Real Estate Investment: A data revolution?
Data capture and use is rapidly on the rise, increasing transparency and creating both challenges and opportunities. Here, we explore some of the implications for investors.
4 mins to read
Technology is increasingly embedded across real estate, from city design, to construction, architecture and operation. But how is the data that it generates influencing the future of real estate and how is it creating value for investors?
Historically the commercial real estate sector (CRE) has lacked the same level of transparency and data capture as the residential sector. This is changing. Compared to other investment classes, relationships and asset expertise have been a differentiator for investors in the opaque CRE sector. These factors remain important, but skill set requirements will expand to include data capture and analytics. As transparency in the market improves, relationships and personal knowledge is not enough, as barriers to entry reduce. This has already happened in other financial markets. For the agile real estate investor these structural changes will provide an opportunity to enhance value in new ways.
Technology, tenant lease lengths and price performance
In the office sector, while overall co-working is still a small proportion of total space, it is disrupting what tenants want from the wider sector in terms of flexibility and lease lengths. This has implications for relative returns, as traditionally it is longer, secure income that has helped support yield.
In contrast, in the logistics sector, technology is serving to extend average lease lengths. We estimate that fit-out costs of modern warehouses can be up to four times the construction cost of the base building. It is not uncommon for tech fit-outs for some e-commerce companies to run into the millions. These high fixed costs mean that expected lease lengths of the mega distribution centres are extending, providing further scope for yield compression.
The rise in proptech
As investors respond to the ‘lower-for-longer’ environment with technological advancements, they are also widening their portfolio to include proptech. Deloitte found that two thirds of global commercial real estate investors are looking to invest 10% to 30% of their real estate capital in proptech over 2019. According to Real Estate Board of New York (REBNY) and Royal Institute of Chartered Surveyors (RICS), 72% of proptech firms are targeting the commercial real estate sector, providing a rich pool of investment options and showing how CRE investors need to be poised for disruption.
Breakdown of Proptech Investor sector
Source: REBNY, RICS, Knight Frank
Geographical Information Systems (GIS) have long been used to understand and optimise location, while Building Information Modelling (BIM) is optimising the form, build and use of structures.
On the valuation side, some machine-learning (statistical) models can outperform traditional investment valuations by improving forecasts of income and yield. For example Mckinsey found that machine learning can achieve more than 90% accuracy in forecasting apartment rents, but that 60% of forecasting power comes from non-traditional data sources, such as proximity to local cafés or grocery stores.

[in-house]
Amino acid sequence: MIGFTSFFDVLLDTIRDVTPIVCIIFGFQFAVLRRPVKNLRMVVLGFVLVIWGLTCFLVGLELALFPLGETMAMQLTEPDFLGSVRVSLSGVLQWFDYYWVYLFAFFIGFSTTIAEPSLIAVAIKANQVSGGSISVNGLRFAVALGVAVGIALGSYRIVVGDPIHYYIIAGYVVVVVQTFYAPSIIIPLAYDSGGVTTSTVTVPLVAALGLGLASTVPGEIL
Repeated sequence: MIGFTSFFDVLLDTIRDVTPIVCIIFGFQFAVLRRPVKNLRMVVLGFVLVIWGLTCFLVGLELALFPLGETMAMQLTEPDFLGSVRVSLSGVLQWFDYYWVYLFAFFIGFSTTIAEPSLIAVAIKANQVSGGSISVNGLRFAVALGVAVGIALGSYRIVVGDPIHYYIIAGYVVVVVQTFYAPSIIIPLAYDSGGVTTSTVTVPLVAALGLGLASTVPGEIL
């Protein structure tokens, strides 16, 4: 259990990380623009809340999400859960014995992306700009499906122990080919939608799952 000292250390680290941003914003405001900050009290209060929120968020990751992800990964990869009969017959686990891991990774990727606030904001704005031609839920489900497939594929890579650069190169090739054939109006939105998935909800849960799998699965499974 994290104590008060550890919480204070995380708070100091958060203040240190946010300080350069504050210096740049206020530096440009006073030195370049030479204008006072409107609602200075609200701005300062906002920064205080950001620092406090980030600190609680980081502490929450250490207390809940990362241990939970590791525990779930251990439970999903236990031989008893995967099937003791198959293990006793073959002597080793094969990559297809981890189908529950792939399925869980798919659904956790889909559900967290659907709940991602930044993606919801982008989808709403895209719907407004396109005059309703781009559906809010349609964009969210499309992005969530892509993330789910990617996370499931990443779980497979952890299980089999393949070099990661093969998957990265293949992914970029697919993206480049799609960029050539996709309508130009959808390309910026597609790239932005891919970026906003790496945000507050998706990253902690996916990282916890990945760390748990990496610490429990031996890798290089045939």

Sophisticated analysis of text through natural language processing to create sentiment analysis has been shown to enhance cap rate modelling for investors. This method has also been a leading indicator in trading algorithms for some time and can be applied to the relatively inefficient CRE market.
Investors are also using machine learning and non-traditional methods to identify cities that are best poised to take advantage of innovation and urbanisation to drive the wealth and population growth needed for well performing real estate markets.
Value from data and technology
"Investors are getting more sophisticated in their approach to real estate"
In addition to technology and data helping to optimise investment decisions, we expect data to drive value in itself. In the office sector, services are increasingly offered through apps, enabling tracking of use, which helps support customer services, operators and owners to maximise use of space. Data is also generated through this tracking of occupants. If investors are able to retain rights to this data, this will provide value in itself. Just like cross-border investors becoming de facto foreign exchange traders, technology will mean some CRE investors become de facto technology firms.
How will proptech impact global real estate investment and development?
The connectivity premium
Technology is making buildings more valuable. The average household in Sweden has 16.9 devices connected to the internet and it is estimated that there will by nine IoT devices for every human on the planet by 2025. This increasing requirement to always be connected also extends to the workplace and is expected to feature heavily on the list of occupiers’ must-haves going forward. Digital connectivity will play a large role in CRE valuation in the future, with highly rated buildings based on WiredScore connectivity certification, for example, potentially commanding a premium.
While data and technology have almost unlimited scope, there are challenges for the real estate investor who embraces technology. Data security is paramount. The cost and risks around this should not be underestimated, including the reputational risk and cost of potential data breaches. With sophisticated data modelling and data mining come sophisticated tests needed to ensure output is robust. Privacy concerns are also an issue. Regardless of these challenges, data and technology is changing real estate. It is essential for commercial real estate investors to be aware of changes and be agile in their response.